'Game of Thrones' Premiere Recap: One Giant Leap - Rolling Stone
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‘Game of Thrones’ Premiere Recap: One Giant Leap

HBO’s fantasy smash takes a big, bold, confident step with the start of Season Three

Peter Dinklage, Jerome Flynn and Daniel Portman in Game of Thrones

Peter Dinklage, Jerome Flynn and Daniel Portman in 'Game of Thrones'

Keith Bernstein/HBO

Well, that was fun, wasn’t it?

Granted, this is kind of an odd thing to say about a television program that featured graphic onscreen nipple mutilation and a house of 200 corpses. But as Game of Thrones literally roared back into life for its third season, it came back with a breezy confidence that belied the brutality, and made its ever-broadening canvas feel as limitless, and full of wonders and terrors, as the white wasteland beyond the Wall itself.

For one thing, it was a lot less, you know, crushingly bleak and depressing than last season’s premiere – you remember, the one that began with a knight plummeting to his death during a duel within about fifteen seconds, and ended with a soldier ripping a baby from his mother’s arms and killing it? This time around the baby-murdering was all talk, and the people talking about it were bloody disgusted by it. Jon Snow cited his Lord Commander’s look-the-other-way policy as the reason for his defection to the wildlings, while Daenerys’s outrage over the way the impervious eunuch slave soldiers known as the Unsullied are forced to kill babies to earn their spears was written all over her face. For God’s sake, Lady Margaery was handing out toy soldiers to war orphans. It was a happier experience all around, especially for the tots.

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More than that, “Valar Dohaeris,” directed by Daniel Minahan and named after a phrase I’m pretty sure we never actually hear in the show itself, was funnier too, and funny in a self-effacing way I never thought I’d see from the series. Second scene after the opening credits, and we’re watching a half-naked prostitute chide Bronn for not using his imagination, then command him to remove her loincloth with his teeth? Sounds like someone (and by someone I mean writers and showrunners David Benioff and D.B. Weiss) heard the gratuitous-nudity complaints loud and clear and decided to have a little fun at their own expense. And at the characters’ expenses, too: Who else thought “That’s so Jon Snow” when the undercover Brother knelt to the wrong guy? Who else cracked up at the marvelous visual of that repulsive little shit King Joffrey frantically peeking out the windows of his litter to see what the hold-up was, like a panicked Bichon Frisé on the way to the vet to get its anal glands expressed? And who else LOL’d at Cersei throughout that excruciating dinner conversation with Margaery and her brother Loras, a family meal awkward enough to put breakfast at Walter White’s house to shame?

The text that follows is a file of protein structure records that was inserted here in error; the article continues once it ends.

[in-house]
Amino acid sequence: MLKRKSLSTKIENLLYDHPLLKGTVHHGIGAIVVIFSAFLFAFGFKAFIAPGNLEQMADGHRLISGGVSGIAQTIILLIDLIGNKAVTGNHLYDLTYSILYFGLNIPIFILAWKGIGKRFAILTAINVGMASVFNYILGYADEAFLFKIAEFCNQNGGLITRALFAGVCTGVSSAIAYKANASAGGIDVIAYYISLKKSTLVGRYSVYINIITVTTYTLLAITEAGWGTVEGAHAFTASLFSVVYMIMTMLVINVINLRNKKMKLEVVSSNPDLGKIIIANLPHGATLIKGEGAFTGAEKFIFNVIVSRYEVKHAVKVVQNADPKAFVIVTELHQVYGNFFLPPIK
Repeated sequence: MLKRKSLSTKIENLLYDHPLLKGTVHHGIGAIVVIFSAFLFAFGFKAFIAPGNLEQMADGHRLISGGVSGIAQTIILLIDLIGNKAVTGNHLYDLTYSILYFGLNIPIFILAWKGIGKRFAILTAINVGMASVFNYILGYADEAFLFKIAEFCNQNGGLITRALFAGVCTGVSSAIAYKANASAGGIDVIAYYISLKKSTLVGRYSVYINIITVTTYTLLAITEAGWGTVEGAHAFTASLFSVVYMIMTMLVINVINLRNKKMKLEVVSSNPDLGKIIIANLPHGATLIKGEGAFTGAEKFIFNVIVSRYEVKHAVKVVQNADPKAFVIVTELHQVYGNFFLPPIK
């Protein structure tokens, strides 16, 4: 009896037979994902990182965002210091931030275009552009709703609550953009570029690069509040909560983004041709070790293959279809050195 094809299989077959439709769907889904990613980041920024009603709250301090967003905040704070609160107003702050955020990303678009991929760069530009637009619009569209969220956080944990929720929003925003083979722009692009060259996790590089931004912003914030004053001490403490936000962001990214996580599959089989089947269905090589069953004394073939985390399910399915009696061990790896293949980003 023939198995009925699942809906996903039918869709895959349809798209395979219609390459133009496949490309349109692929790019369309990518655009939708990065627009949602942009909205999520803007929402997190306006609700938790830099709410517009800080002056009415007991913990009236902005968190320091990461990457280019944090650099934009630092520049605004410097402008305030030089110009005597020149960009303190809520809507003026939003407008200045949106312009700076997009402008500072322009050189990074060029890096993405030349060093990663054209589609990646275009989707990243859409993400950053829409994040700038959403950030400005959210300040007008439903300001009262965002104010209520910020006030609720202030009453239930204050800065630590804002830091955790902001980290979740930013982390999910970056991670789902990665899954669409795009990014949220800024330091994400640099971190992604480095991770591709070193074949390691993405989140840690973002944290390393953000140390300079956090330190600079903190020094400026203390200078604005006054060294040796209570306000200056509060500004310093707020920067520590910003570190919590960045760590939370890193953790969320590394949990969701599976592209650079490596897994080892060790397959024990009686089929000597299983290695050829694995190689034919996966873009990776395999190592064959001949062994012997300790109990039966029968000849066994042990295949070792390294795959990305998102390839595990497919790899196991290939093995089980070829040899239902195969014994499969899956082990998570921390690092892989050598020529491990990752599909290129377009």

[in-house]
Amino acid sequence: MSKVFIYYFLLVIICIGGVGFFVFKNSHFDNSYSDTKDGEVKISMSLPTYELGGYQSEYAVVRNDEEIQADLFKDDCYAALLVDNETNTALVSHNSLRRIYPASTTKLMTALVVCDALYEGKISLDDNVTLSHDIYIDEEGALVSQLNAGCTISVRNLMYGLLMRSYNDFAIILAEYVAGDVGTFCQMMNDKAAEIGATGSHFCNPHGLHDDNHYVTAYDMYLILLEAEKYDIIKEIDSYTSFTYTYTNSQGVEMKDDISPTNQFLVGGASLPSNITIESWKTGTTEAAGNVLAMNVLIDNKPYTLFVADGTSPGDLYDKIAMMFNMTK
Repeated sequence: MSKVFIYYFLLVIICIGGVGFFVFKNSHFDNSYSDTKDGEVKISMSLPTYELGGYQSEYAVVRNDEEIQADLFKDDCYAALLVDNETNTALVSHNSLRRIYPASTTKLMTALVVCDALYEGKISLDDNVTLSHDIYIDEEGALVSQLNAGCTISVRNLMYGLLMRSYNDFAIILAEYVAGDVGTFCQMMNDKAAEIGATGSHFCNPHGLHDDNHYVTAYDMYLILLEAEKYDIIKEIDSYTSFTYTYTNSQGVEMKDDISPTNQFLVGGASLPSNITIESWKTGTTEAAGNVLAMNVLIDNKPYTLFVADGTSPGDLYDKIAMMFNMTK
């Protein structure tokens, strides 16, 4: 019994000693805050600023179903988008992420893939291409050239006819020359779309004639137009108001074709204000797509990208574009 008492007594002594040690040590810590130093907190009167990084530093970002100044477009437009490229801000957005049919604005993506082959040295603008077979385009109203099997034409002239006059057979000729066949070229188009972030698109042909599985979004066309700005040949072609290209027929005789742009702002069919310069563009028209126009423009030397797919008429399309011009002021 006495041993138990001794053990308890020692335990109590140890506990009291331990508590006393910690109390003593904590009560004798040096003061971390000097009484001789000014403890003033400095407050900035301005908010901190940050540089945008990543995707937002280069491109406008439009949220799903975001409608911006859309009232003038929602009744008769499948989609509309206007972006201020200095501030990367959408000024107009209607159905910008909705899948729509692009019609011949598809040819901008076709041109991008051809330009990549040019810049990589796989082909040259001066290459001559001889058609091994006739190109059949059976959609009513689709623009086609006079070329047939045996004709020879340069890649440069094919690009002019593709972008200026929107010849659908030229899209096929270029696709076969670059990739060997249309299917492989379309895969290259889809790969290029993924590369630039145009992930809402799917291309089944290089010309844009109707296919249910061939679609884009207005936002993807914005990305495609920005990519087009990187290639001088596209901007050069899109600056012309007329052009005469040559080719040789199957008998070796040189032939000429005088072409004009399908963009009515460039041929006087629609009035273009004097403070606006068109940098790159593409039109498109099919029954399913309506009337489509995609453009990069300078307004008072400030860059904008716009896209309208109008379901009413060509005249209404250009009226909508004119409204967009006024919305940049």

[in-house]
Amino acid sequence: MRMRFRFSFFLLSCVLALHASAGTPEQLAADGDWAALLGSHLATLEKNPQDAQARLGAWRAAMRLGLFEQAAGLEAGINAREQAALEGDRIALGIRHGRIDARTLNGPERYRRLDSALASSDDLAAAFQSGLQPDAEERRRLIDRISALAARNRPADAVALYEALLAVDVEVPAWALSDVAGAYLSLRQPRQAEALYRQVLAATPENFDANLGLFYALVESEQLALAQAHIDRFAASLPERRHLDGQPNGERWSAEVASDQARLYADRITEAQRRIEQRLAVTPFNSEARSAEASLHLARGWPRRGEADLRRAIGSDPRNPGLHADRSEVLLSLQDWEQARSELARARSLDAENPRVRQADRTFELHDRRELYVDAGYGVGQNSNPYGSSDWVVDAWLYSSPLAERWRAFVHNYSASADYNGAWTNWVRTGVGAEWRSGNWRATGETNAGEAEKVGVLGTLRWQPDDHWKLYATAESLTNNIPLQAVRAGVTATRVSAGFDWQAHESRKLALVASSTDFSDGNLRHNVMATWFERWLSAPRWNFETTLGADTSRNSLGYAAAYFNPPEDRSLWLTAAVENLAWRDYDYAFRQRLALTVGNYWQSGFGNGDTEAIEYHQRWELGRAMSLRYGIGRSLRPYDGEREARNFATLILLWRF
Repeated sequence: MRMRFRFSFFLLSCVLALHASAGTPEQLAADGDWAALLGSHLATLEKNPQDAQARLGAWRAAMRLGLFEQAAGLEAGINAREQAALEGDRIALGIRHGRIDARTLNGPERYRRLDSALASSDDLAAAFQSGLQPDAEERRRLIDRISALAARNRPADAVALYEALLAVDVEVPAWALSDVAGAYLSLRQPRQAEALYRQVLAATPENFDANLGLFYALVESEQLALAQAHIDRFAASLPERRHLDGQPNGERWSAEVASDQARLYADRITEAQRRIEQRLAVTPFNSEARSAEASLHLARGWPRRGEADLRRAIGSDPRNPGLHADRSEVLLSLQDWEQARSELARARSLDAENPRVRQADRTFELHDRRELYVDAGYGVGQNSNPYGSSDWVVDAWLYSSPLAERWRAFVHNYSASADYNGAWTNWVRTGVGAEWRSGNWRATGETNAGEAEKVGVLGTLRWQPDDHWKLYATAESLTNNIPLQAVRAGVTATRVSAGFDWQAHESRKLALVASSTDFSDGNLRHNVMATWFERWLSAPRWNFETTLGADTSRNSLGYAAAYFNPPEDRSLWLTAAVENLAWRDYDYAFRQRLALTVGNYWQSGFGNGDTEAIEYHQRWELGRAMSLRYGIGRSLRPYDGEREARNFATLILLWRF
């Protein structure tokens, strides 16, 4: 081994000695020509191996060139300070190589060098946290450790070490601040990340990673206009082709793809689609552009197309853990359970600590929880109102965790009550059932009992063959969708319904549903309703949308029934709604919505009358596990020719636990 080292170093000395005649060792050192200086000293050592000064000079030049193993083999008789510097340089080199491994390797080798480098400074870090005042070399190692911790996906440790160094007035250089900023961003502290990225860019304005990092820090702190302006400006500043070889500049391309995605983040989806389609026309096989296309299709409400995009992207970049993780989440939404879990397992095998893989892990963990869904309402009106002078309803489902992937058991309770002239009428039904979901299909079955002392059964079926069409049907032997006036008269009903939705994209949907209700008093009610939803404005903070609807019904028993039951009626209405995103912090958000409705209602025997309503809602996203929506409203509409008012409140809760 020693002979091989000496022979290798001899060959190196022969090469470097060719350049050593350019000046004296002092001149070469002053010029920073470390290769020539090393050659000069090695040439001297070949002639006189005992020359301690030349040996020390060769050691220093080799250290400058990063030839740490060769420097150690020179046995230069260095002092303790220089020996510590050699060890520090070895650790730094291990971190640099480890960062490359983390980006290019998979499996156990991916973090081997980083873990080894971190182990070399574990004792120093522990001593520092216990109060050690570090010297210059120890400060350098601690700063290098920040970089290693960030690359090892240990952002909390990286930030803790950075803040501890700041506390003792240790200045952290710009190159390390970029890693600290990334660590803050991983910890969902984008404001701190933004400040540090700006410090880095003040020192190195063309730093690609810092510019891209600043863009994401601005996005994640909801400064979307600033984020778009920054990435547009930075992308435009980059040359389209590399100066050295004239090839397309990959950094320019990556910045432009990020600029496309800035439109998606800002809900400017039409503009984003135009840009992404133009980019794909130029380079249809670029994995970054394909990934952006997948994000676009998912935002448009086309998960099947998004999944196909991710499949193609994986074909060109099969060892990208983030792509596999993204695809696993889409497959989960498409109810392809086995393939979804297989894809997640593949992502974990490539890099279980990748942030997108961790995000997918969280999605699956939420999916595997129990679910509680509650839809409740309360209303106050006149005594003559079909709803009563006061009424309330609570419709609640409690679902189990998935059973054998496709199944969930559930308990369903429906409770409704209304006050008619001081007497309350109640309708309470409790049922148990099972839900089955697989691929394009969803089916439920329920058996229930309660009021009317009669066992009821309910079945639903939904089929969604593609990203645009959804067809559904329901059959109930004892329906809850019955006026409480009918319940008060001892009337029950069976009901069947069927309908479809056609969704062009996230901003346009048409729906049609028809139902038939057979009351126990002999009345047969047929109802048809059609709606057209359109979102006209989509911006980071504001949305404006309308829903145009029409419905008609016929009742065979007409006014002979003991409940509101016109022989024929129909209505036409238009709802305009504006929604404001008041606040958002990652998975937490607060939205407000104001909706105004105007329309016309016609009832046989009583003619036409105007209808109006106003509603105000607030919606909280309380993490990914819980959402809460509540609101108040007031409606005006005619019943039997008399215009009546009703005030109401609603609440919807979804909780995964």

Indeed, throughout the episode, nearly every character was very, very much in character, if that makes sense. Jon glowered and Joffrey cowered. Dany acted regal and Ser Jorah gave the Khaleesi advice she didn’t necessarily want. Catelyn Stark tried to keep a stiff upper lip and Robb did his heavy-lies-the-head bit. Tyrion Lannister demanded respect and Tywin Lannister pointedly refused to give it to him. Littlefinger creeped and Bronn swaggered. Queen Cersei was rude and Margaery was shrewd. Shae acted tough while her fellow prostitute-made-good Ros acted sweet but steely. Lord Commander Mormont gave Samwell Tarly an “I’m disappointed in you, son” dressing-down in front of everyone and Sam just took it. Stannis was cold and Melisandre was hot, Davos was loyal to a fault, and his pirate buddy Sallador Saan was friendly but pragmatic. And the wildling woman Ygritte continued her campaign for the World’s Most Aggressive Flirting crown, in which every come-on doubled as a death threat and vice versa. The show’s around-the-horn approach to juggling its countless storylines (and this isn’t even all of them – no Arya, no Bran and Rickon, no Theon Greyjoy, no Brienne and Jaime) is a divisive one, but every character they showed was so quintessentially that character that it felt less like cramming and more like slipping into a dozen or so pairs of comfortable slippers.